Fourteen Democratic members of the U.S. House of Representatives' Energy and Commerce Committee are requesting that Federal Trade Commission regulators investigate the popular video app TikTok for violations of children's privacy.
The Energy and Commerce Committee conducts oversight on the FTC's privacy unit. The lawsuit filed Thursday follows claims submitted by the Center for Digital Democracy, the Campaign for a Commercial-Free Childhood and others that TikTok failed to remove videos posted by children under the age of 13, which it had previously agreed to do in a 2019 agreement with the FTC.
The FTC fined TikTok $5.7 million in February 2019 over lax enforcement of measures designed to ensure children's privacy.
In addition to removing videos of underage children, the FTC also required the company to comply with all aspects of the Children's Online Privacy Protection Act (COPPA) in the future.
The 2019 case alleged that TikTok neglected to implement blocks against the collection of tweens' personal data and did not permit parents to request that their child's data be deleted — if the parents were even aware that personal data was being collected in the first place.
After the FTC ruling, TikTok introduced an under-13 section of the app that does not permit the dissemination of personal information. Last month, the Family Pairing feature was announced, which provides parents with a way to implement restrictions on all teenage accounts, not just those under 13.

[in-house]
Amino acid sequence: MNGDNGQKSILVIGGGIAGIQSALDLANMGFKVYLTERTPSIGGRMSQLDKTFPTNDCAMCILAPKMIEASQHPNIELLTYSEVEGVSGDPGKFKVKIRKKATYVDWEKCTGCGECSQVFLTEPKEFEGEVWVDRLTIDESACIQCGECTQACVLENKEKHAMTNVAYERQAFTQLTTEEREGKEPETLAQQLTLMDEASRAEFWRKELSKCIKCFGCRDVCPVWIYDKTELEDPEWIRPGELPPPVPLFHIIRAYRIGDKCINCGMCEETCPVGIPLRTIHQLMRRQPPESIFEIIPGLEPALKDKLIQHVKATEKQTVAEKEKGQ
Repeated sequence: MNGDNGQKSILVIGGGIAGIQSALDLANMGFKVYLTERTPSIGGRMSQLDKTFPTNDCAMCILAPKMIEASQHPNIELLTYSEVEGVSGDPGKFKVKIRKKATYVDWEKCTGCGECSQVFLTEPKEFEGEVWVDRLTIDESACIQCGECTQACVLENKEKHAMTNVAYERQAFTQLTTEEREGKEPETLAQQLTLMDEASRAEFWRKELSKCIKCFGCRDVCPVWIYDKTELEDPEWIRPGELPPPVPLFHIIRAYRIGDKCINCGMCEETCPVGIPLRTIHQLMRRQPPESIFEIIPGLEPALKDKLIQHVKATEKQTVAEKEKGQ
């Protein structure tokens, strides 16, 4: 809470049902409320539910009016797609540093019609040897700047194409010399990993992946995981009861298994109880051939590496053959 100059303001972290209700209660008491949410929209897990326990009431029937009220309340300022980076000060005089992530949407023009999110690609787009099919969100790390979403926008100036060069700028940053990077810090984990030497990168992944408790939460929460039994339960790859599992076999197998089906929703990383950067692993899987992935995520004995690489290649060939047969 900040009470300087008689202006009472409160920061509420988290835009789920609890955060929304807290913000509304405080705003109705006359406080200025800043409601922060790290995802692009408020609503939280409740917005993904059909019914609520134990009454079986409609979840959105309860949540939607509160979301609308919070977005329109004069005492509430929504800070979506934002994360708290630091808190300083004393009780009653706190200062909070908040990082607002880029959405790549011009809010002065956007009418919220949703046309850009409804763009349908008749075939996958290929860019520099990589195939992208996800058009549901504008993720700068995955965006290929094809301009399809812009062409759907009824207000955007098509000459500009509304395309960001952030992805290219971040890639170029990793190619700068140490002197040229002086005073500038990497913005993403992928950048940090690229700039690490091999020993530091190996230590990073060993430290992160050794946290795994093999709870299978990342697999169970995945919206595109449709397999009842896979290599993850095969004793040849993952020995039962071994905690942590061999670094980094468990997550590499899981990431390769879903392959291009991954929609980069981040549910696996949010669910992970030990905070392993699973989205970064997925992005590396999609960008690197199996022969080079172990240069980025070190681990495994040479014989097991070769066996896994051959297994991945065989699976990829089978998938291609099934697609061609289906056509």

The Democratic lawmakers say that failure to comply with the FTC's mandate violates COPPA.
"The blatant disregard for the consent decree could encourage other websites to fail to adhere to settlements made with your agency, thereby weakening protections for all Americans," the letter to the FTC said.
The Chinese-owned app has been downloaded 1.9 billion times internationally, including 172 million times in the United States, The New York Times reported. Its popularity has soared since the onset the coronavirus pandemic and worldwide shelter-in-place orders, achieving record first-quarter growth.
Suspicions over data collection
The U.S. government has previously expressed doubts regarding the trustworthiness of the app, citing its Chinese origins. Several branches of the U.S. military, for example, have prohibited personnel from creating an account, and at least one senator has proposed legislation to ban use for federal employees.
The lawmakers' letter to the FTC comes after two Republican members of the Energy and Commerce Committee wrote a letter to the CEO of TikTok's parent company, ByteDance.
Representatives Greg Walden and Cathy McMorris Rodgers requested that the company disclose its data-collection practices for Americans and how that data is shared with the Chinese Communist Party or other Chinese state entities.
According to The Hill, TikTok has previously stated it stores American user data in Singapore and denies that it shares information with the Chinese government.